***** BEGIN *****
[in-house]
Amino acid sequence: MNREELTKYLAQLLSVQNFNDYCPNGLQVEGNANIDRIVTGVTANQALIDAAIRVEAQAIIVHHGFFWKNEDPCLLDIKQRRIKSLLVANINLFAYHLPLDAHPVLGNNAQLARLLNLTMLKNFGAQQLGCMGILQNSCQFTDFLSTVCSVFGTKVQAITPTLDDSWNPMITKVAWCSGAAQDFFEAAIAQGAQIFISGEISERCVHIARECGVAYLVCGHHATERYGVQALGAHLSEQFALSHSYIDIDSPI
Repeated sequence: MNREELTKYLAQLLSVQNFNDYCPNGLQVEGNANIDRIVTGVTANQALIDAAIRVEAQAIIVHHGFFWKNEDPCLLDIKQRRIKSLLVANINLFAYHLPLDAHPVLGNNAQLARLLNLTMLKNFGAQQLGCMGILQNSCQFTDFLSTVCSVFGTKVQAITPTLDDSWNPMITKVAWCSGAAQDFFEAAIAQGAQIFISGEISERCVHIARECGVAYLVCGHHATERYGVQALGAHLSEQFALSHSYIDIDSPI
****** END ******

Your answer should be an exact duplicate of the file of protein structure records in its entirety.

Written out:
[in-house]
Amino acid sequence: MNREELTKYLAQLLSVQNFNDYCPNGLQVEGNANIDRIVTGVTANQALIDAAIRVEAQAIIVHHGFFWKNEDPCLLDIKQRRIKSLLVANINLFAYHLPLDAHPVLGNNAQLARLLNLTMLKNFGAQQLGCMGILQNSCQFTDFLSTVCSVFGTKVQAITPTLDDSWNPMITKVAWCSGAAQDFFEAAIAQGAQIFISGEISERCVHIARECGVAYLVCGHHATERYGVQALGAHLSEQFALSHSYIDIDSPI
Repeated sequence: MNREELTKYLAQLLSVQNFNDYCPNGLQVEGNANIDRIVTGVTANQALIDAAIRVEAQAIIVHHGFFWKNEDPCLLDIKQRRIKSLLVANINLFAYHLPLDAHPVLGNNAQLARLLNLTMLKNFGAQQLGCMGILQNSCQFTDFLSTVCSVFGTKVQAITPTLDDSWNPMITKVAWCSGAAQDFFEAAIAQGAQIFISGEISERCVHIARECGVAYLVCGHHATERYGVQALGAHLSEQFALSHSYIDIDSPI